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   Charles P. Pierce over at Esquire has an extended meditation on Ferguson, on one element that lifts the rock under which so much in this country is normally kept out of sight and out of mind.  Here's an excerpt. Read the whole thing.

A police officer shot Michael Brown to death. And they left his body in the street. For four hours. Bodies do not lie in the street for four hours. Not in an advanced society. Bodies lie in the street for four hours in small countries where they have perpetual civil war. Bodies lie in the street for four hours on back roads where people fight over the bare necessities of simple living, where they fight over food and water and small, useless parcels of land. Bodies lie in the street for four hours in places in which poor people fight as proxies for rich people in distant places, where they fight as proxies for the men who dig out the diamonds, or who drill out the oil, or who set ancient tribal grudges aflame for modern imperial purposes that are as far from the original grudges as bullets are from bows. Those are the places where they leave bodies in the street, as object lessons, or to make a point, or because there isn't the money to take the bodies away and bury them, or because nobody gives a damn whether they are there or not. Those are the places where they leave bodies in the street.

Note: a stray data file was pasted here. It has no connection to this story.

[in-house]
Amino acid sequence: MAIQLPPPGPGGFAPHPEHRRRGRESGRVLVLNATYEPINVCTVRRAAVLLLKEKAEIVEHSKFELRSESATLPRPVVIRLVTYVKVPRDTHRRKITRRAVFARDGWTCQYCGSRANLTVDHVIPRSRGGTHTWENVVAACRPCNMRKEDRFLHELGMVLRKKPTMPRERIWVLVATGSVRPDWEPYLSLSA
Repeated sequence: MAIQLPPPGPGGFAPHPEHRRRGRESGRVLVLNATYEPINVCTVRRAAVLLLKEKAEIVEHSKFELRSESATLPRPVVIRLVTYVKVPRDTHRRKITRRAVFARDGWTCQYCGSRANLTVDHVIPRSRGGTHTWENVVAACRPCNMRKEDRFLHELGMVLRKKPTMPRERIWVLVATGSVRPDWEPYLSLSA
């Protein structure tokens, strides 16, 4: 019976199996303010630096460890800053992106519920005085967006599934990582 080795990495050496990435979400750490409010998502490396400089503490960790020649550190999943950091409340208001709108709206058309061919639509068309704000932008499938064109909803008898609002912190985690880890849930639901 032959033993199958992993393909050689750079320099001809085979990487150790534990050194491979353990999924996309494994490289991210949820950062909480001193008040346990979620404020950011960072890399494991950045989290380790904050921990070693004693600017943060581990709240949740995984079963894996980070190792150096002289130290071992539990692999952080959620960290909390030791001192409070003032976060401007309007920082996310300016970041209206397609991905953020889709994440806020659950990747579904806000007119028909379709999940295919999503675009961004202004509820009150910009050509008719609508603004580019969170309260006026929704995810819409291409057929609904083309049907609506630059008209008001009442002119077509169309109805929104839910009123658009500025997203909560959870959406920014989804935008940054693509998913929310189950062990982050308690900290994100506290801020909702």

Again, read the whole thing. Pierce has a knack for getting to the heart of matters.

        I'm not going to add much to it except to remark that anyone who wants to talk about American Exceptionalism should not leave out of the discussion our exceptional capacity for self-delusion, sanctimony, and hypocrisy. Ferguson is one of those all too fleeting moments when the country is forced to take a hard look at itself, and the experience is so searing, it ends up avoiding the next such moment for as long as possible.

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